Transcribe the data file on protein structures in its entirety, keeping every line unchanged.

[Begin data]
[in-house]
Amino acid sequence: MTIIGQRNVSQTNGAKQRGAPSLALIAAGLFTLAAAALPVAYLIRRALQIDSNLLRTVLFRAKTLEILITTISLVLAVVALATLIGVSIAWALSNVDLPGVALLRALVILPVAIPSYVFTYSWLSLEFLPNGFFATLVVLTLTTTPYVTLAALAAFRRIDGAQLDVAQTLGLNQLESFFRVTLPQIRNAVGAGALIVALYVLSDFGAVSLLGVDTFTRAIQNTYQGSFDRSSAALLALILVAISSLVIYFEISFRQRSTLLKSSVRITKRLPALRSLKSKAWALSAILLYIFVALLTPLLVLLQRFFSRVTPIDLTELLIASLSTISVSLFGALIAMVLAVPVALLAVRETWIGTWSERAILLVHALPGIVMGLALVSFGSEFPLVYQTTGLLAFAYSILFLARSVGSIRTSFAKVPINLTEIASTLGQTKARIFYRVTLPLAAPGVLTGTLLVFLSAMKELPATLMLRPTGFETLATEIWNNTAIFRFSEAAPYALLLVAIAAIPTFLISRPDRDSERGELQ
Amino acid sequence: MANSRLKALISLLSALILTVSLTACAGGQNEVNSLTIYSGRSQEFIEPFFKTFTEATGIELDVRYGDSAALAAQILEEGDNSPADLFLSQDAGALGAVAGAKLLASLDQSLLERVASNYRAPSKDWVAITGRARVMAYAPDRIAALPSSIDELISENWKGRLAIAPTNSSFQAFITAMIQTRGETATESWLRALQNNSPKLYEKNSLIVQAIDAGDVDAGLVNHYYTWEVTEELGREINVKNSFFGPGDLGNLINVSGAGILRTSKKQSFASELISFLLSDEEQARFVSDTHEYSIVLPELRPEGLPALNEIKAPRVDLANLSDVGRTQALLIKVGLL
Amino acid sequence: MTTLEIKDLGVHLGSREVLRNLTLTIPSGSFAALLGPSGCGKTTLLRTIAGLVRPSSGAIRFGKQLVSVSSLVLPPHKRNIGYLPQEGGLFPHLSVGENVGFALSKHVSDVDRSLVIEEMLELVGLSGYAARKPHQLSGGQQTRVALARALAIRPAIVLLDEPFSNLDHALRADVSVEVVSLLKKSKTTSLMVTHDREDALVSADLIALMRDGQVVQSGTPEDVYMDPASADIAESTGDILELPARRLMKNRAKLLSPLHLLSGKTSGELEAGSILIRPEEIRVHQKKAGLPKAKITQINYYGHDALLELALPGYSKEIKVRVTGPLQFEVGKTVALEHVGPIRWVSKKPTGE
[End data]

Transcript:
[in-house]
Amino acid sequence: MTIIGQRNVSQTNGAKQRGAPSLALIAAGLFTLAAAALPVAYLIRRALQIDSNLLRTVLFRAKTLEILITTISLVLAVVALATLIGVSIAWALSNVDLPGVALLRALVILPVAIPSYVFTYSWLSLEFLPNGFFATLVVLTLTTTPYVTLAALAAFRRIDGAQLDVAQTLGLNQLESFFRVTLPQIRNAVGAGALIVALYVLSDFGAVSLLGVDTFTRAIQNTYQGSFDRSSAALLALILVAISSLVIYFEISFRQRSTLLKSSVRITKRLPALRSLKSKAWALSAILLYIFVALLTPLLVLLQRFFSRVTPIDLTELLIASLSTISVSLFGALIAMVLAVPVALLAVRETWIGTWSERAILLVHALPGIVMGLALVSFGSEFPLVYQTTGLLAFAYSILFLARSVGSIRTSFAKVPINLTEIASTLGQTKARIFYRVTLPLAAPGVLTGTLLVFLSAMKELPATLMLRPTGFETLATEIWNNTAIFRFSEAAPYALLLVAIAAIPTFLISRPDRDSERGELQ
Amino acid sequence: MANSRLKALISLLSALILTVSLTACAGGQNEVNSLTIYSGRSQEFIEPFFKTFTEATGIELDVRYGDSAALAAQILEEGDNSPADLFLSQDAGALGAVAGAKLLASLDQSLLERVASNYRAPSKDWVAITGRARVMAYAPDRIAALPSSIDELISENWKGRLAIAPTNSSFQAFITAMIQTRGETATESWLRALQNNSPKLYEKNSLIVQAIDAGDVDAGLVNHYYTWEVTEELGREINVKNSFFGPGDLGNLINVSGAGILRTSKKQSFASELISFLLSDEEQARFVSDTHEYSIVLPELRPEGLPALNEIKAPRVDLANLSDVGRTQALLIKVGLL
Amino acid sequence: MTTLEIKDLGVHLGSREVLRNLTLTIPSGSFAALLGPSGCGKTTLLRTIAGLVRPSSGAIRFGKQLVSVSSLVLPPHKRNIGYLPQEGGLFPHLSVGENVGFALSKHVSDVDRSLVIEEMLELVGLSGYAARKPHQLSGGQQTRVALARALAIRPAIVLLDEPFSNLDHALRADVSVEVVSLLKKSKTTSLMVTHDREDALVSADLIALMRDGQVVQSGTPEDVYMDPASADIAESTGDILELPARRLMKNRAKLLSPLHLLSGKTSGELEAGSILIRPEEIRVHQKKAGLPKAKITQINYYGHDALLELALPGYSKEIKVRVTGPLQFEVGKTVALEHVGPIRWVSKKPTGE